The Democratic National Committee has taken action against
Democratic leaders voted Saturday to strip
of all its delegates to the national convention next year as punishment for scheduling an early presidential primary in violation of party rules. Michigan
In spite of the vote, some party leaders and officials said they believed the delegates would eventually be seated at the convention.
, with 156 delegates, has scheduled a Jan. 15 primary. Democratic Party rules prohibit states other than Michigan Iowa, New Hampshire, Nevadaand from holding nominating contests before Feb. 5. South Carolina was hit with a similar penalty in August for scheduling a Jan. 29 primary. Florida
. . .
Saturday's vote further diminishes the significance of
's Democratic primary. All the major Democratic candidates have already agreed not to campaign in either Michigan Michiganor because the states violated party rules. And in Florida , most of the major candidates won't even be on the ballot. Michigan
Democratic candidates John Edwards, Barack Obama, Bill Richardson and Joe Biden have withdrawn their names from the ballot to satisfy Iowa and New Hampshire, which were unhappy Michigan was challenging their leadoff status on the primary calendar.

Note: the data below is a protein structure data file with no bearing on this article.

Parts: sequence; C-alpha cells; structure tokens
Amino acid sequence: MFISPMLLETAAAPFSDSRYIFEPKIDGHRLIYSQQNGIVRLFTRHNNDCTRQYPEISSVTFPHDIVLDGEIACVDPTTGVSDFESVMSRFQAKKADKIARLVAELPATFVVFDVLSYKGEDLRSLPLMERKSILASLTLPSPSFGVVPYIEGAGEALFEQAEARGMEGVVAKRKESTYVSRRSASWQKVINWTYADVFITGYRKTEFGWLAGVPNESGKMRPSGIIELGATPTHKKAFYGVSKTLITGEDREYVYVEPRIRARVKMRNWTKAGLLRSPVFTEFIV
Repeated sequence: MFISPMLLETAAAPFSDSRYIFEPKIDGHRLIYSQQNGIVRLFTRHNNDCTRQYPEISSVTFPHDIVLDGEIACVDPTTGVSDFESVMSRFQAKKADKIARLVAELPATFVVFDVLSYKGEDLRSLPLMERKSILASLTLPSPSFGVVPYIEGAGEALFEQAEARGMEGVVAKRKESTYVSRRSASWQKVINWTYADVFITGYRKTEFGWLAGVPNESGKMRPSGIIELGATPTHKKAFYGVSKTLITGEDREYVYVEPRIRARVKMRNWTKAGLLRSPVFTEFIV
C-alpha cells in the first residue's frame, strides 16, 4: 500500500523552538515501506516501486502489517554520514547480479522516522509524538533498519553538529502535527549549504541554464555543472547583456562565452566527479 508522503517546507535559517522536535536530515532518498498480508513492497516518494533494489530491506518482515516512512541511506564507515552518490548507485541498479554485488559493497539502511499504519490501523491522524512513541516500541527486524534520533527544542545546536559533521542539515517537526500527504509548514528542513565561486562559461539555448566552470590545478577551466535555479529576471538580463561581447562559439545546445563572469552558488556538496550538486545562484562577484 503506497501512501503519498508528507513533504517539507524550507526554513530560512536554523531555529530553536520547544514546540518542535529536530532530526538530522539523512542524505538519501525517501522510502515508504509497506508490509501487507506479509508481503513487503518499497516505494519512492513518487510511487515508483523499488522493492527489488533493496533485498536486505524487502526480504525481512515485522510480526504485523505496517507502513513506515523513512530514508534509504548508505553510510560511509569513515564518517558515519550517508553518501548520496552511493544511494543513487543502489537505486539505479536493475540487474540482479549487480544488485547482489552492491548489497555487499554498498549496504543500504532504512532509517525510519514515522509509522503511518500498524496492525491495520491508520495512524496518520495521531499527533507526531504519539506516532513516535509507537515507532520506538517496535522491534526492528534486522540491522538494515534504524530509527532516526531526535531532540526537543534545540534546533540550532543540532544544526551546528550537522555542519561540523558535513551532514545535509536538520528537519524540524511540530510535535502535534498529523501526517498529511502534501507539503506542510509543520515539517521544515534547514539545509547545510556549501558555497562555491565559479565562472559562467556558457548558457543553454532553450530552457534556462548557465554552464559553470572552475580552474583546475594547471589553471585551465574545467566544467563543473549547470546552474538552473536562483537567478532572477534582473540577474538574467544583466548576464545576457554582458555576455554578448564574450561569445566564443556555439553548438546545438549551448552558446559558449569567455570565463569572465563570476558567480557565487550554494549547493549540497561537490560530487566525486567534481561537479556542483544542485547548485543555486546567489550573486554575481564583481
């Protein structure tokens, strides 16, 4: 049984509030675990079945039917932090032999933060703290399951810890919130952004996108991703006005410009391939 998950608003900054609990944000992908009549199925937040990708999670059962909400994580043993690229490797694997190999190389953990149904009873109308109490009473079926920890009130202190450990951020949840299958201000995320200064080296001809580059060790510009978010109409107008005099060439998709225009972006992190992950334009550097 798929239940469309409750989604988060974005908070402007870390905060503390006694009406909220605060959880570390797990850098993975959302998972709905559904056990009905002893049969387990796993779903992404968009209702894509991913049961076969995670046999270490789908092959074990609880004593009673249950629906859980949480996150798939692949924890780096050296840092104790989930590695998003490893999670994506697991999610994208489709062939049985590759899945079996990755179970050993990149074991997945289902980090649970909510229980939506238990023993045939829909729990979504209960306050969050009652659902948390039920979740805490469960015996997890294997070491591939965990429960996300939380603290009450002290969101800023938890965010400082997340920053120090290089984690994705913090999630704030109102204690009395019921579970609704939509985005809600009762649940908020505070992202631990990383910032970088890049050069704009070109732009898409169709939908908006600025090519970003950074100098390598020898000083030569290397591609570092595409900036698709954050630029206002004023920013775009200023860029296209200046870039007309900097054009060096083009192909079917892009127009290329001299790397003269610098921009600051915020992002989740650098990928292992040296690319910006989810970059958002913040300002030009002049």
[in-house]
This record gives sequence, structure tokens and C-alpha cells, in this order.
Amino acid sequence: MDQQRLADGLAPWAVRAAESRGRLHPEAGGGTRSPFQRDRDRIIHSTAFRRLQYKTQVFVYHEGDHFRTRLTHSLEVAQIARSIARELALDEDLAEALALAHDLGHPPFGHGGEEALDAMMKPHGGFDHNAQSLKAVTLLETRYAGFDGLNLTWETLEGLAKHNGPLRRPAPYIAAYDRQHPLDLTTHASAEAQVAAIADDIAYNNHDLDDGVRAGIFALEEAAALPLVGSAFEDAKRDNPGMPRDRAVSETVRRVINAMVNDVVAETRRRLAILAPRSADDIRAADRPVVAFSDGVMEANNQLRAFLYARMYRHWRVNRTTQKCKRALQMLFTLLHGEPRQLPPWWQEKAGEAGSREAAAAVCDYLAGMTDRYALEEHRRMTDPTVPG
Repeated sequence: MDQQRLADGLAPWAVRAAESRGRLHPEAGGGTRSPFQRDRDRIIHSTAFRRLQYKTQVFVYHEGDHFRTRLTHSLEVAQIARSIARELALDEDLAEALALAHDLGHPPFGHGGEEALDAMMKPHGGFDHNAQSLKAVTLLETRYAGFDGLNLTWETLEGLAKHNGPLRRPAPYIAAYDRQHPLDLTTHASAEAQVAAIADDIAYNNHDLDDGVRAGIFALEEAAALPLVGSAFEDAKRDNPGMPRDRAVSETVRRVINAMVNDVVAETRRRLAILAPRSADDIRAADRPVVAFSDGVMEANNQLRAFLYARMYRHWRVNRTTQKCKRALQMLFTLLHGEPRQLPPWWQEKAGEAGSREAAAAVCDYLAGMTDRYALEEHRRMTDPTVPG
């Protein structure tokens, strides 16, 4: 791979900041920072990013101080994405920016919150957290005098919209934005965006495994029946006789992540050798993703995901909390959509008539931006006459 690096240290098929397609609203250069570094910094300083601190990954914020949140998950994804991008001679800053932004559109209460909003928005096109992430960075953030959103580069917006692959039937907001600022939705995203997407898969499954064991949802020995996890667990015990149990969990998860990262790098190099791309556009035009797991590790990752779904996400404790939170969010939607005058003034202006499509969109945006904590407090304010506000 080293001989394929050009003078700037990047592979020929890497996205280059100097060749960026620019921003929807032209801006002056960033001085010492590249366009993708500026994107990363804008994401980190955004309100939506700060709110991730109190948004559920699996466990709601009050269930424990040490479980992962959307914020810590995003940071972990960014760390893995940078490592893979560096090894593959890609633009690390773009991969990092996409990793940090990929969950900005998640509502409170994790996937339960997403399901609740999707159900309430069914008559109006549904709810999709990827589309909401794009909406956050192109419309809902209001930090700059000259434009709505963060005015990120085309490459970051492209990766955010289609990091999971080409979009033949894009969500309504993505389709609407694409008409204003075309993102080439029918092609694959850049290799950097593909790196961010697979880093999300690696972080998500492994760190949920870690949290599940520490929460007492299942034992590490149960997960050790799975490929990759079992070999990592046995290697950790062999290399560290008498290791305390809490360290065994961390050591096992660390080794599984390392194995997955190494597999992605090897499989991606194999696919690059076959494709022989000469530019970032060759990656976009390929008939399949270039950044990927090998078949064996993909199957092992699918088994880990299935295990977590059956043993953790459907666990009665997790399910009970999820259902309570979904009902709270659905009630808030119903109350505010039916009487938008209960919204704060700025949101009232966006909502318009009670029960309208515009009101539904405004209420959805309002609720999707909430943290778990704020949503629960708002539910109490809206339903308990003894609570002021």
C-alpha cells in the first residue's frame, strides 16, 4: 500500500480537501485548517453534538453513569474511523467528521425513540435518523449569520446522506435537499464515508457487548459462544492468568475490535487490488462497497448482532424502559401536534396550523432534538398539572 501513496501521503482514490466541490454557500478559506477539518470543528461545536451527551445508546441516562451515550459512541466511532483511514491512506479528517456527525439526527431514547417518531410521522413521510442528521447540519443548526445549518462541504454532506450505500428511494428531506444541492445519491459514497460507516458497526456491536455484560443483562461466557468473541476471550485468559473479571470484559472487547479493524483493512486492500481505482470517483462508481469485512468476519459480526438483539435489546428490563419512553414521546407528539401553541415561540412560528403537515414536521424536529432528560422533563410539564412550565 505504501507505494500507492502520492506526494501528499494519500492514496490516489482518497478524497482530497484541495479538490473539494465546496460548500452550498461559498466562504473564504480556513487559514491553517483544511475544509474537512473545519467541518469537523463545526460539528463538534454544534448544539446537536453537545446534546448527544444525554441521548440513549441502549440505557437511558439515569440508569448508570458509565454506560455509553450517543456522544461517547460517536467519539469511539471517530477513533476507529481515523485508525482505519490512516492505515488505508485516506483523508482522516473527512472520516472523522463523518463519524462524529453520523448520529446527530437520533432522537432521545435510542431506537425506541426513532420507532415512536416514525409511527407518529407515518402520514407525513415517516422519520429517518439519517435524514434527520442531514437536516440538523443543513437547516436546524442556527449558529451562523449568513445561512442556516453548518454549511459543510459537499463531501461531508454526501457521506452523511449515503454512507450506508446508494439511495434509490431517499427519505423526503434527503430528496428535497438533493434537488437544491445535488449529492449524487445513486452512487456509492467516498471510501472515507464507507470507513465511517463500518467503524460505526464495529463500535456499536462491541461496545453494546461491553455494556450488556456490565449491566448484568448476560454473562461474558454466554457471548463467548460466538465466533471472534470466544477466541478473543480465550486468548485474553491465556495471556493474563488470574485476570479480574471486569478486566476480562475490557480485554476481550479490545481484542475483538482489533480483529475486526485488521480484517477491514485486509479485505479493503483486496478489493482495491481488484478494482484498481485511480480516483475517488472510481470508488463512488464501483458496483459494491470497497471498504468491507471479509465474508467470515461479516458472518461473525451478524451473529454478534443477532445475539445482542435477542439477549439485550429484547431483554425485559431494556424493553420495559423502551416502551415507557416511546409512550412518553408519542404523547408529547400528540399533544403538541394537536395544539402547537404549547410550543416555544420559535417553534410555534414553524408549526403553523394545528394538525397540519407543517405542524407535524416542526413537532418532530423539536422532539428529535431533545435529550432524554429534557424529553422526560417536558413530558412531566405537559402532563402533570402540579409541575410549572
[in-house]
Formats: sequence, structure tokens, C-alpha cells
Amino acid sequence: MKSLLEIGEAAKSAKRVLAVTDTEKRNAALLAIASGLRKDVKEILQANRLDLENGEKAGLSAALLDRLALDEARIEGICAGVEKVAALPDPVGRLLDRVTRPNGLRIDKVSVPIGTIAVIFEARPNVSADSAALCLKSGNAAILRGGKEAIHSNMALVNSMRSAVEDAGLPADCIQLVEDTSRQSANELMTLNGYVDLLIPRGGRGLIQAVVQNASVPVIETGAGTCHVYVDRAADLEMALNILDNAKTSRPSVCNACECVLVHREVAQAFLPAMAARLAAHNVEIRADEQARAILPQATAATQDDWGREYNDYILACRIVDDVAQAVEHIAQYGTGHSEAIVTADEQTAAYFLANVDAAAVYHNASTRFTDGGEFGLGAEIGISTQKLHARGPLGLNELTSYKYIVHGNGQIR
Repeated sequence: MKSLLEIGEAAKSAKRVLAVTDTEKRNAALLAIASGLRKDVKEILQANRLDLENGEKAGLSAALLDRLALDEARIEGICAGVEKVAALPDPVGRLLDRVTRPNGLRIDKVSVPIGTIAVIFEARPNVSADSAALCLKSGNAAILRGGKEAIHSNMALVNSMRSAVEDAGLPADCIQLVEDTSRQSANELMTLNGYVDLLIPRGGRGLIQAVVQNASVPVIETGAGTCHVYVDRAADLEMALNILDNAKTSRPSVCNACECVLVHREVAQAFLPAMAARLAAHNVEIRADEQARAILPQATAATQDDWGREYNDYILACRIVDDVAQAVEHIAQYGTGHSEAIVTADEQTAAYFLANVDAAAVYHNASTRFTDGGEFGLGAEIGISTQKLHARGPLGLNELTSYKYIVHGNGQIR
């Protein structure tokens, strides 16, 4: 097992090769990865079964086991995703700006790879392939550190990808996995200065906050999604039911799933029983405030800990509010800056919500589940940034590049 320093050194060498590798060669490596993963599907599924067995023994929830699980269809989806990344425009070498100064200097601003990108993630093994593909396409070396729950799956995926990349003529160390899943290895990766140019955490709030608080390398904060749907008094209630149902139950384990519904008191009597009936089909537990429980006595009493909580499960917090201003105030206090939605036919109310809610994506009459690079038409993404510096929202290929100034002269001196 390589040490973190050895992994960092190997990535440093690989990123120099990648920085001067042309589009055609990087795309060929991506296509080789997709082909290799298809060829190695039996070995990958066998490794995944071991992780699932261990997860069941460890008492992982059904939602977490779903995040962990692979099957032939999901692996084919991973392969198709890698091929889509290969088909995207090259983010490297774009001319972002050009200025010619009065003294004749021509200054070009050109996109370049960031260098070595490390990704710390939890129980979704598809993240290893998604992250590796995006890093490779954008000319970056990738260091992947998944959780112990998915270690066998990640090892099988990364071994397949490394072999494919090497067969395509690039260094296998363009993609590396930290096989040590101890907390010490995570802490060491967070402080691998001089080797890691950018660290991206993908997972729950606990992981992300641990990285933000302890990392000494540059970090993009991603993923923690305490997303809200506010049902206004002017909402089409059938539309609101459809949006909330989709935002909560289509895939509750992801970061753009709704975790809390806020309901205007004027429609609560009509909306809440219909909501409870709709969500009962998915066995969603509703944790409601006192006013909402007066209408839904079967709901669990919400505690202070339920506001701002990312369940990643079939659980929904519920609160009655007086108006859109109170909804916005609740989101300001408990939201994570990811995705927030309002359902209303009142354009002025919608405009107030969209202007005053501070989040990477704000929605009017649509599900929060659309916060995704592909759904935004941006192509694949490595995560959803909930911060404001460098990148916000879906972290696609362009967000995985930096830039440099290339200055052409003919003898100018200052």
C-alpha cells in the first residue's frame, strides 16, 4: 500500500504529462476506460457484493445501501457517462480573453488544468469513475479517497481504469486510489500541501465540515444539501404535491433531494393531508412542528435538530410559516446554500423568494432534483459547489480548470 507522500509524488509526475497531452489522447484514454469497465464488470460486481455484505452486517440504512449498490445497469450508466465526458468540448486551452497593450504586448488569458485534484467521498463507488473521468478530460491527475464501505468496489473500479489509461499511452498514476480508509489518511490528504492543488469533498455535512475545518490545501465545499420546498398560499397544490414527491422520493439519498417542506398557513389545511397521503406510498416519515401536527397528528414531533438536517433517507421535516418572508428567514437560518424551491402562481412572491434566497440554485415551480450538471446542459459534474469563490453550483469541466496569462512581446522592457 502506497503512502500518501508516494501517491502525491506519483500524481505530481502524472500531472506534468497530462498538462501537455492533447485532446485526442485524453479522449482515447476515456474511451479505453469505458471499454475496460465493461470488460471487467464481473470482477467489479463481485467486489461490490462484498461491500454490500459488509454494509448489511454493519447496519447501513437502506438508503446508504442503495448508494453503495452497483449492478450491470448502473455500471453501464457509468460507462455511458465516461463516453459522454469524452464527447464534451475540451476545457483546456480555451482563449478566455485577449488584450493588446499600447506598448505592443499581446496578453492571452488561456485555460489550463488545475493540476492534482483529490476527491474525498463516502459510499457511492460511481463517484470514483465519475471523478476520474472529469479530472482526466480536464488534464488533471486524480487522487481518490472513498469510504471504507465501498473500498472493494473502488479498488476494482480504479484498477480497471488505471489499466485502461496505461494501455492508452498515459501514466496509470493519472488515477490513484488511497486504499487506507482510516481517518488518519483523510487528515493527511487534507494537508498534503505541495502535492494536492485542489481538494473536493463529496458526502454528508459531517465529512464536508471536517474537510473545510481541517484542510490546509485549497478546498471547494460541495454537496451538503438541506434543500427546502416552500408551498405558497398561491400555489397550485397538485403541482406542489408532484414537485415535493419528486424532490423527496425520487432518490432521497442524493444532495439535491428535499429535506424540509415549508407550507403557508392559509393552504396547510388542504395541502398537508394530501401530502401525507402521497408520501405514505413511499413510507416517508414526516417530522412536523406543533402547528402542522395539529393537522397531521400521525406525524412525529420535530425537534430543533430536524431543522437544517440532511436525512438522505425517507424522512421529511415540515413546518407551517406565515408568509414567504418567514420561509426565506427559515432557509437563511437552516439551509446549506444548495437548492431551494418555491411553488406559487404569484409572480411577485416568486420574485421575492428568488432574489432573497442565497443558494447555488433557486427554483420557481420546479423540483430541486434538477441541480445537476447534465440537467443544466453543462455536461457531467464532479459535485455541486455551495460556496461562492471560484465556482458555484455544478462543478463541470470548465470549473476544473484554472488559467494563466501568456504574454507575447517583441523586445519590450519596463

. . .
officials defended their early primary, saying it helps provide geographic, racial and economic diversity early in the primary calendar. They also complained that other states that were allowed to hold early votes were receiving preferential treatment. Michigan
. . .
Sen. Carl Levin, D-Mich., said in a statement: ''The threat not to seat the delegates of
Michiganand at the Democratic convention is a hollow threat. They will be seated, and when they are, it will be plain for all to see that the privileged position that New Hampshire and Iowa have extracted through threats and pledges from candidates is on its last legs.'' Florida
. . .
With the DNC's work Saturday, the primary calendar appears to be set. The panel approved some final shifting of early contests, approving the
Iowacaucuses on Jan. 3, the New Hampshireprimary on Jan. 8, and the primary on Jan. 26. South Carolina
The system as it exists privileges rural white voters—long framed in the media as more authentically American than urban voters or voters of color—and acts as a conservative shot in the arm at a crucial point in a heated presidential campaign to a party with purportedly progressive goals and values. But the risks of standing up to the Iowa/New Hampshire mafia and losing the nomination are apparently too great for anyone to challenge the status quo.
The only benefit I can see coming from Iowa/NH picking the nominee while the rest of us watch from the sidelines is a prediction I read in a post or comment thread the other day, I forget where. Given: (1) irrational hatred of godless communist/socialist/lesbian/feminazi